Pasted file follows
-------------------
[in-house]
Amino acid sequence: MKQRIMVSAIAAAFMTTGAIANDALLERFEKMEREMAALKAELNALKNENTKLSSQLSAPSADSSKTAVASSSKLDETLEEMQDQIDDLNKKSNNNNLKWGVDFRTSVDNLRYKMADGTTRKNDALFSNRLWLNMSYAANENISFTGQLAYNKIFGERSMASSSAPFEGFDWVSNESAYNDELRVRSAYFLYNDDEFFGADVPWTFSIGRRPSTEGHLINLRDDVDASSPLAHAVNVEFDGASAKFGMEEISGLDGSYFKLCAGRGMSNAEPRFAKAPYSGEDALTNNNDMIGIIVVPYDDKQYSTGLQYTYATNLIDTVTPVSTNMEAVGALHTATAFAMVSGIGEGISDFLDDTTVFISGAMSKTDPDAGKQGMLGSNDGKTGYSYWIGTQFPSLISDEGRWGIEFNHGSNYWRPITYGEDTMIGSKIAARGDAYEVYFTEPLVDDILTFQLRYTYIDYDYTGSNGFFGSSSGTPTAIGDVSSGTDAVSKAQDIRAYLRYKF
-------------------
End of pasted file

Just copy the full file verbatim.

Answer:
[in-house]
Amino acid sequence: MKQRIMVSAIAAAFMTTGAIANDALLERFEKMEREMAALKAELNALKNENTKLSSQLSAPSADSSKTAVASSSKLDETLEEMQDQIDDLNKKSNNNNLKWGVDFRTSVDNLRYKMADGTTRKNDALFSNRLWLNMSYAANENISFTGQLAYNKIFGERSMASSSAPFEGFDWVSNESAYNDELRVRSAYFLYNDDEFFGADVPWTFSIGRRPSTEGHLINLRDDVDASSPLAHAVNVEFDGASAKFGMEEISGLDGSYFKLCAGRGMSNAEPRFAKAPYSGEDALTNNNDMIGIIVVPYDDKQYSTGLQYTYATNLIDTVTPVSTNMEAVGALHTATAFAMVSGIGEGISDFLDDTTVFISGAMSKTDPDAGKQGMLGSNDGKTGYSYWIGTQFPSLISDEGRWGIEFNHGSNYWRPITYGEDTMIGSKIAARGDAYEVYFTEPLVDDILTFQLRYTYIDYDYTGSNGFFGSSSGTPTAIGDVSSGTDAVSKAQDIRAYLRYKF